I always count on Tara Parker-Pope at the New York Times‘ “Well” health blog to have some juicy, of-the-moment medical news. Parker-Pope often covers nutrition, a topic dear to my heart, and other popular health stories. Especially nice is the fact that she often includes links to the studies or items she’s covering.
A health economics story this week about the financial toll of obesity caught my eye. Parker-Pope’s headline announced, “Obesity More Expensive for Women.” Aside from the plainly fascinating gender angle to the story, the facts and figures contained in the George Washington University report are gripping. The tangible annual costs of being obese in America tally in the thousands — nearly tenfold the cost of being overweight. The report quantifies the impact of medical costs, job-related costs, and other insidious financial drains on the obese. A very compelling read.
Money and weight — everyone’s favorite items to talk about, right? Awkward to discuss with friends, awkward to discuss with family, and awkward to discuss with patients for sure. Really, I don’t even like to talk with myself about my own money or weight.
While financial issues may or may not be appropriate terrain for health care providers, weight surely is. In fact, it’s a crucial one. Just as we mentioned a few weeks back, an important part of our job is swallowing our own social boundaries in favor of our patients’ welfare.
Many NPs and PAs worry that bringing up weight issues can alienate patients or make them feel judged. The stigma of being overweight or obese in America is certainly formidable, and it’s an understandable concern. I had an excellent nursing professor in nursing school who argued that this conversation needn’t be painful and suggested various strategies for bringing up weight in a nonjudgmental, non-offensive manner. Basically, he advocated that less is more. No hemming and hawing. No talking around the subject. Just a simple, direct, open-ended query — for example, “Let’s talk about your weight,” or “What are your thoughts about your current weight?” Generally speaking, patients know when they’re tipping the scales, and they don’t need you to tell them.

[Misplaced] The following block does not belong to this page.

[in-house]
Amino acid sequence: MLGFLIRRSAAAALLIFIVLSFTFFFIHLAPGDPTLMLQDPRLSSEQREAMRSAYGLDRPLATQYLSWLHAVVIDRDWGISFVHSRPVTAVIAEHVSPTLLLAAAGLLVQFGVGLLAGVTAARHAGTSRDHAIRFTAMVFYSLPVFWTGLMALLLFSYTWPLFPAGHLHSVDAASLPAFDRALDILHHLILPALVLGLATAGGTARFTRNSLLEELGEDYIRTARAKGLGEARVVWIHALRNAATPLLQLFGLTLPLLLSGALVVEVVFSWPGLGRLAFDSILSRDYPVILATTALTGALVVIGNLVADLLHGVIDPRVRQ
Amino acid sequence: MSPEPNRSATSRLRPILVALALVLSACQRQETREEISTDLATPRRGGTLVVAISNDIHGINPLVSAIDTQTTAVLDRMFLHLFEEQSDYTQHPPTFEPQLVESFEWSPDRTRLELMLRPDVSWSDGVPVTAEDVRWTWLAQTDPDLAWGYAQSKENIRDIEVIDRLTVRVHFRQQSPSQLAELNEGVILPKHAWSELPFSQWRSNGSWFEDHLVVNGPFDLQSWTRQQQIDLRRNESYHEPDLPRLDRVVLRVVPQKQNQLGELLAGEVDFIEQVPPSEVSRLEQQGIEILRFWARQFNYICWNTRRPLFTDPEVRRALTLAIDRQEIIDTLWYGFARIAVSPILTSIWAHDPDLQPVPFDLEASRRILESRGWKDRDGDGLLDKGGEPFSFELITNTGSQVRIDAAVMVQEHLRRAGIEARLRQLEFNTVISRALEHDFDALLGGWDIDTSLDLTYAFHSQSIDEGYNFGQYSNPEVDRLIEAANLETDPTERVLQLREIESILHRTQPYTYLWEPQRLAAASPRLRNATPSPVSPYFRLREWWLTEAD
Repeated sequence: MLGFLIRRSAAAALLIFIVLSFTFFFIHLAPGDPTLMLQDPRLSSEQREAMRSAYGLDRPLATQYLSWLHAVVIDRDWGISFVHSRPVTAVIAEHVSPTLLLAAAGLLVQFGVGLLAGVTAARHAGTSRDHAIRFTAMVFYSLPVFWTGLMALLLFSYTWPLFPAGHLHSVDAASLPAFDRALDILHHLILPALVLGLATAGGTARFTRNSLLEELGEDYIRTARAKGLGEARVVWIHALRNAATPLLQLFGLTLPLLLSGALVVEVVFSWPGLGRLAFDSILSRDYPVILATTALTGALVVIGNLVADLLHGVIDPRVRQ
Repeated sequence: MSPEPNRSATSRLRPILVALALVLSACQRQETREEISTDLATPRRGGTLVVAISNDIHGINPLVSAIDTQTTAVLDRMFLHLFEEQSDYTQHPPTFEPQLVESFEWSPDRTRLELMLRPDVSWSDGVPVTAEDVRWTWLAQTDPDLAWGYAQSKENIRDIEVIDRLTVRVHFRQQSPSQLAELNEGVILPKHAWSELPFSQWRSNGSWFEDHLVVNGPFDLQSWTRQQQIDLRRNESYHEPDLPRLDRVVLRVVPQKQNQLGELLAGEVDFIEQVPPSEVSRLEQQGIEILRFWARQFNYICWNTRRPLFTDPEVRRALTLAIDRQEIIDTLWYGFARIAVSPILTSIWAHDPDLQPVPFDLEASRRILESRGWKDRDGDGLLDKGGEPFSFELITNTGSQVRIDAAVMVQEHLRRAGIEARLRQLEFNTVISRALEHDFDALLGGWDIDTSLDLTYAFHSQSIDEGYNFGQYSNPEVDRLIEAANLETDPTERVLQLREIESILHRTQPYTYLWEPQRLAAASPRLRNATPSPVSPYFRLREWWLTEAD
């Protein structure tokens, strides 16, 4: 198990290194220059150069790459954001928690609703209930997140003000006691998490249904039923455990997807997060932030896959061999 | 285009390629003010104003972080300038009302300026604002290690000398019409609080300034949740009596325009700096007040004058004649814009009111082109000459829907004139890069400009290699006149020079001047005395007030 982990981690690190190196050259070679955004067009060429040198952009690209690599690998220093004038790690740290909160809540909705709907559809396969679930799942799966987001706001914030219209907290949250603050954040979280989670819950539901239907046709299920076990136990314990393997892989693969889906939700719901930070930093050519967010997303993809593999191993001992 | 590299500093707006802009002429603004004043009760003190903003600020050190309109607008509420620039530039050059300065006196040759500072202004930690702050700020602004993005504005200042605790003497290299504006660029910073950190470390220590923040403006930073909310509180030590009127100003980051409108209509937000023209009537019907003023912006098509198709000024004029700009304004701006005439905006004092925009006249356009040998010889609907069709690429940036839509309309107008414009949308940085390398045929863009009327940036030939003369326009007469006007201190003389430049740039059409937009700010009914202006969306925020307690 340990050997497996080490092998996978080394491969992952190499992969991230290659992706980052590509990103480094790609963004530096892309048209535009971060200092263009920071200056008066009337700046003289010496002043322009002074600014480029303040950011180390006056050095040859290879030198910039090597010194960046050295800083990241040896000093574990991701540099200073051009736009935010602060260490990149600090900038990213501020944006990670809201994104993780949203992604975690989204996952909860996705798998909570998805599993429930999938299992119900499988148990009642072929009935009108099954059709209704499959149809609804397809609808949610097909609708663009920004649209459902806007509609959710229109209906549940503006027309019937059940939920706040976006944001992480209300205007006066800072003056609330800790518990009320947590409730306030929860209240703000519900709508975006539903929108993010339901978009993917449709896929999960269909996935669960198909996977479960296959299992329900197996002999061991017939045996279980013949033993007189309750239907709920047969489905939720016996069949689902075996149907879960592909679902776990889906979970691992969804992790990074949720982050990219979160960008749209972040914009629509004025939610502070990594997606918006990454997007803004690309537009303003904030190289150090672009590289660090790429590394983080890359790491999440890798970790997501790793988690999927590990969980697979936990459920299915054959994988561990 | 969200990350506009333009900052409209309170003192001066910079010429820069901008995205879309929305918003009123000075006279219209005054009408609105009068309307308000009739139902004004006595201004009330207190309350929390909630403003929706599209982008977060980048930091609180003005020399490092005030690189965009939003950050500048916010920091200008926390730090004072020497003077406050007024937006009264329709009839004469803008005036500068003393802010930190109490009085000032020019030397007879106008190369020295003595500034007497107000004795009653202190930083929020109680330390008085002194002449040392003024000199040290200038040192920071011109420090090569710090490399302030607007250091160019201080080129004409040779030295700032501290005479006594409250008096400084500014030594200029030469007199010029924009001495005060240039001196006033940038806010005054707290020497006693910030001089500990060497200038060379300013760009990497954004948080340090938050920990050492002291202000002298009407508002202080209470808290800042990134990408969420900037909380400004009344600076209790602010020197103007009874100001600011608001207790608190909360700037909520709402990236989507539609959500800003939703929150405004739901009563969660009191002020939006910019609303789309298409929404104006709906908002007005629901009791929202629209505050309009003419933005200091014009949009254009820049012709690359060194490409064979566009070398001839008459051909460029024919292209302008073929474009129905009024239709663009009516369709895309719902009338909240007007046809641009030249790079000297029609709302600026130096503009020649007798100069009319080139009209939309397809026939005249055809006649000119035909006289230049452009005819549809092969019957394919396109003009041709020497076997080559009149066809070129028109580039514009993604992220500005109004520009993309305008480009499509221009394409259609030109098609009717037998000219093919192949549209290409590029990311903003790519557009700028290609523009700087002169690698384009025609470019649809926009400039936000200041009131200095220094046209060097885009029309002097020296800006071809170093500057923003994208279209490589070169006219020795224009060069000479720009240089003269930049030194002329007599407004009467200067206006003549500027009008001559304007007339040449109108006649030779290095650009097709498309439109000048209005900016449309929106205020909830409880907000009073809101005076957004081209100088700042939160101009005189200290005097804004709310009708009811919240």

Being equipped with resources (no, telling patients to cut calories isn’t good enough) will help you feel more comfortable broaching this topic. Referrals to weight-loss groups in your town (the classic: here), specific nutrition suggestions, handouts, Web sites, ideas for physical activity, helping to set realistic goals, and, of course, compassion and patience will go a long way in creating positive change in this messy terrain. And in the meantime, fidget or stand or pace while you read this blog or Parker-Pope’s; remember, small change adds up.